If this report is correct, this suggests that the whereabouts of Osama bin Laden on September 11 were known to the Bush Administration. .

"CBS News has been told that the night before the September 11 terrorist attack, Osama bin Laden was in Pakistan.

"He was getting medical treatment with the support of the very military that days later pledged its backing for the U.S. war on terror in Afghanistan.

"Pakistan intelligence sources tell CBS News that bin Laden was spirited into this military hospital in Rawalpindi for kidney dialysis treatment.

"On that night, says this medical worker who wanted her identity protected, they moved out all the regular staff in the urology department and sent in a secret team to replace them.

"She says it was treatment for a very special person. The special team was obviously up to no good. 'The military had him surrounded,' says this hospital employee who also wanted his identity masked, 'and I saw the mysterious patient helped out of a car.'

"'Since that time,' he says, 'I have seen many pictures of the man. He is the man we know as Osama bin Laden. I also heard two army officers talking to each other. They were saying that Osama bin Laden had to be watched carefully and looked after.'

"Those who know bin Laden say he suffers from numerous ailments, back and stomach problems.

"Ahmed Rashid, who has written extensively on the Taliban, says the military was often there to help before 9/11.....

"PETERSEN (on camera): 'Doctors at the hospital told CBS News there was nothing special about that night, but they refused our request to see any records. Government officials tonight denied that bin Laden had any medical treatment on that night.'"

2. Daniel Pearl was in Rawalpindi.

3. Other possible links between Rawalpindi and the Attacks on America.

Michel Chossudovsky, (Professor of Economics, University of Ottawa) wrote on 2 November 2001 ( Global Outlook Magazine .) that Pakistan's chief spy Lt. General Mahmoud Ahmad "was in the US when the attacks occurred."

Ahmad arrived in the US on the 4th of September, a full week before the attacks.

He had meetings at the State Department "after" the attacks on the WTC. But he also had "a regular visit of consultations" with his US counterparts at the CIA and the Pentagon during the week prior to September 11.

A report, published in the Times of India, revealed the links between Pakistan's Chief spy Lt. General Mahmoud Ahmad and the presumed "ring leader" of the WTC attacks Mohamed Atta.

The Times of India article was based on an official intelligence report of the Delhi government that had been transmitted through official channels to Washington.

Quoting an Indian government source Agence France Press (AFP) confirms in this regard that: "The evidence we [the Government of India] have supplied to the US is of a much wider range and depth than just one piece of paper linking a rogue general to some misplaced act of terrorism."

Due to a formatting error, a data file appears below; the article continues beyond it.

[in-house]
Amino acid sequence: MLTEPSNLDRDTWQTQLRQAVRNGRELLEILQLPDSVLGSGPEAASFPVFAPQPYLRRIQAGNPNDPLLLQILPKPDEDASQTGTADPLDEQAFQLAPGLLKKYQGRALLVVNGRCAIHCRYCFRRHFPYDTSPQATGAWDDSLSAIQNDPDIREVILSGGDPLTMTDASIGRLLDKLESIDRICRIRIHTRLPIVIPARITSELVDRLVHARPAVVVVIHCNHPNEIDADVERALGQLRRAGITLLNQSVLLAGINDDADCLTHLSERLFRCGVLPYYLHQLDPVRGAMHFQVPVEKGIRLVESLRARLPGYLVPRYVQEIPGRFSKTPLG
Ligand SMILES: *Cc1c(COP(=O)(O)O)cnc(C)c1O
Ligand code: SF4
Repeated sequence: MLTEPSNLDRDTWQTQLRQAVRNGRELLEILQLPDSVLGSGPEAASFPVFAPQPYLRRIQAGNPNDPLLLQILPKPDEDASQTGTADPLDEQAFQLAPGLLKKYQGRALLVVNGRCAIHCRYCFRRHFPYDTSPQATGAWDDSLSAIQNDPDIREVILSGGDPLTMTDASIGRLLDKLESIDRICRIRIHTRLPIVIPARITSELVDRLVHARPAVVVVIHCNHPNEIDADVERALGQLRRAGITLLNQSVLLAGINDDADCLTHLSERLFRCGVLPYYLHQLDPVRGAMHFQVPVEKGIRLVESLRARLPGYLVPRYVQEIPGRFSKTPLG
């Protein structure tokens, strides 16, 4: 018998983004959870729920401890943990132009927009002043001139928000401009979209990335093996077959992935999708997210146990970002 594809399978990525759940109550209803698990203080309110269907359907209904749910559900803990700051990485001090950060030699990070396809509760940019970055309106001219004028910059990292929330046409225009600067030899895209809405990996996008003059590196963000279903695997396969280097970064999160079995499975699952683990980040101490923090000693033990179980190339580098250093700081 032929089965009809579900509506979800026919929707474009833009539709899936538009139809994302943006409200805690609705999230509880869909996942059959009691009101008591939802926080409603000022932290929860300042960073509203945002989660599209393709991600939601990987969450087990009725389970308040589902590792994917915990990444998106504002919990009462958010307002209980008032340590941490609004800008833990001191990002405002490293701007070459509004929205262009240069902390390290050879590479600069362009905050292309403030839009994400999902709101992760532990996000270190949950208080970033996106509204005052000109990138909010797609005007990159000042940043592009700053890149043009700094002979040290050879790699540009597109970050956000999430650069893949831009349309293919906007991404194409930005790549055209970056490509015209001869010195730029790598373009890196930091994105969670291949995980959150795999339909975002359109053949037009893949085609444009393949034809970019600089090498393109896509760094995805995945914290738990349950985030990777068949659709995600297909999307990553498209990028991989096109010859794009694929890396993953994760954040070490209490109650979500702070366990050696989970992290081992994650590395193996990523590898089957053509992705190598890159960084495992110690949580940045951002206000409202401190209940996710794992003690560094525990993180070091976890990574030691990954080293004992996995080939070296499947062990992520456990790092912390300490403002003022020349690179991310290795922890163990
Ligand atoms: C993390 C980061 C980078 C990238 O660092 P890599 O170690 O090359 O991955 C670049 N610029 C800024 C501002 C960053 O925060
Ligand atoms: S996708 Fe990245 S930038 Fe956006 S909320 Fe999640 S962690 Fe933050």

In assessing the alleged links between the terrorists and the ISI, it should be understood that Lt. General Ahmad as head of the ISI was a "US approved appointee".

As head of the ISI since 1999, he was in liaison with his US counterparts i n the CIA, the Defense Intelligence Agency (DIA) and the Pentagon.

Also bear in mind that Pakistan's ISI remained throughout the entire post Cold War era until the present, the launch-pad for CIA covert operations in the Caucasus, Central Asia and the Balkans.

The existence of an "ISI-Osama-Taliban axis" was a matter of public record.

The links between the ISI and agencies of the US government including the CIA are also a matter of public record.

The Bush Administration was fully cognizant of Lt. General Ahmad's role.

In other words, rather than waging a campaign against international terrorism, the evidence would suggest that it is indirectly abetting international terrorism, using the Pakistani ISI as a "go-between".


Olongapo City, North of Manila

If you live near Lakenheath, or any other US base, you'll be interested in Olongapo.

WHERE: Olongapo City, in the Subic Bay area, is 127 kilometers North of Manila, in the Philippines. Think of a port city surrounded by mountains.

WHO WILL LIKE IT: adventurous travellers. The Philippines is not particularly comfortable these days: too many American soldiers, too much crime, too big a gap between rich and poor.

POPULATION: around 400,000. Languages: Filipino and English. The people are beautiful, relaxed and friendly.

This was once a sleepy fishing village. But then the Americans arrived. There is a high crime rate in many parts of the city.

FAME: Olongapo is famous because of the Subic Bay Freeport, because of diving to explore wrecks, and because of the former US naval base.

CLIMATE: Temperatures 25 -28 degrees C. Wet from June to October. Driest from November to April.